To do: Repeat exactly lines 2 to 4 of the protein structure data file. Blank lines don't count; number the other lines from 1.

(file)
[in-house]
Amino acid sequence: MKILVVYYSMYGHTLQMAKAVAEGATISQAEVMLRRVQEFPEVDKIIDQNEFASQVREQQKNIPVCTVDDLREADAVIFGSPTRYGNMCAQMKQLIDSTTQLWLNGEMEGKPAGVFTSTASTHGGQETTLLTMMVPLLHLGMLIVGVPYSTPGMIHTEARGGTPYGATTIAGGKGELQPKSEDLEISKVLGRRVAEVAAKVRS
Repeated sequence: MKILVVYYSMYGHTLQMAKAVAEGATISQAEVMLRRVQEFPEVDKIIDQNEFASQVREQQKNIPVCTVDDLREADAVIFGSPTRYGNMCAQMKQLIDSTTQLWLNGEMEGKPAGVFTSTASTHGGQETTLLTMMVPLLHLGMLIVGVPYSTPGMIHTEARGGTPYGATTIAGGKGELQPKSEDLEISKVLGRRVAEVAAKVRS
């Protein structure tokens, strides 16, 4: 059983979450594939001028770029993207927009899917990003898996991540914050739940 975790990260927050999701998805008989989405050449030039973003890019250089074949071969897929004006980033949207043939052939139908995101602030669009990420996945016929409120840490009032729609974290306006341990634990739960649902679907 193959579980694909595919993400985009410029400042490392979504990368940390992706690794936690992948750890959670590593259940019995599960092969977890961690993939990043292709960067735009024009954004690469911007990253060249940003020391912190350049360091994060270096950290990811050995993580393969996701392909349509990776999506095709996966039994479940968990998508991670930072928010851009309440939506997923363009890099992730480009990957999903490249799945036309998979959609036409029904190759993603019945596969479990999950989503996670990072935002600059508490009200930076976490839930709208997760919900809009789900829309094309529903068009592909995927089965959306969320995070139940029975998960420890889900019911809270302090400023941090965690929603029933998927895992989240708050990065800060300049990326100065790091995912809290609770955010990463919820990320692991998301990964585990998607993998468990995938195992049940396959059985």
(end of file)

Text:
Amino acid sequence: MKILVVYYSMYGHTLQMAKAVAEGATISQAEVMLRRVQEFPEVDKIIDQNEFASQVREQQKNIPVCTVDDLREADAVIFGSPTRYGNMCAQMKQLIDSTTQLWLNGEMEGKPAGVFTSTASTHGGQETTLLTMMVPLLHLGMLIVGVPYSTPGMIHTEARGGTPYGATTIAGGKGELQPKSEDLEISKVLGRRVAEVAAKVRS
Repeated sequence: MKILVVYYSMYGHTLQMAKAVAEGATISQAEVMLRRVQEFPEVDKIIDQNEFASQVREQQKNIPVCTVDDLREADAVIFGSPTRYGNMCAQMKQLIDSTTQLWLNGEMEGKPAGVFTSTASTHGGQETTLLTMMVPLLHLGMLIVGVPYSTPGMIHTEARGGTPYGATTIAGGKGELQPKSEDLEISKVLGRRVAEVAAKVRS
């Protein structure tokens, strides 16, 4: 059983979450594939001028770029993207927009899917990003898996991540914050739940 975790990260927050999701998805008989989405050449030039973003890019250089074949071969897929004006980033949207043939052939139908995101602030669009990420996945016929409120840490009032729609974290306006341990634990739960649902679907 193959579980694909595919993400985009410029400042490392979504990368940390992706690794936690992948750890959670590593259940019995599960092969977890961690993939990043292709960067735009024009954004690469911007990253060249940003020391912190350049360091994060270096950290990811050995993580393969996701392909349509990776999506095709996966039994479940968990998508991670930072928010851009309440939506997923363009890099992730480009990957999903490249799945036309998979959609036409029904190759993603019945596969479990999950989503996670990072935002600059508490009200930076976490839930709208997760919900809009789900829309094309529903068009592909995927089965959306969320995070139940029975998960420890889900019911809270302090400023941090965690929603029933998927895992989240708050990065800060300049990326100065790091995912809290609770955010990463919820990320692991998301990964585990998607993998468990995938195992049940396959059985």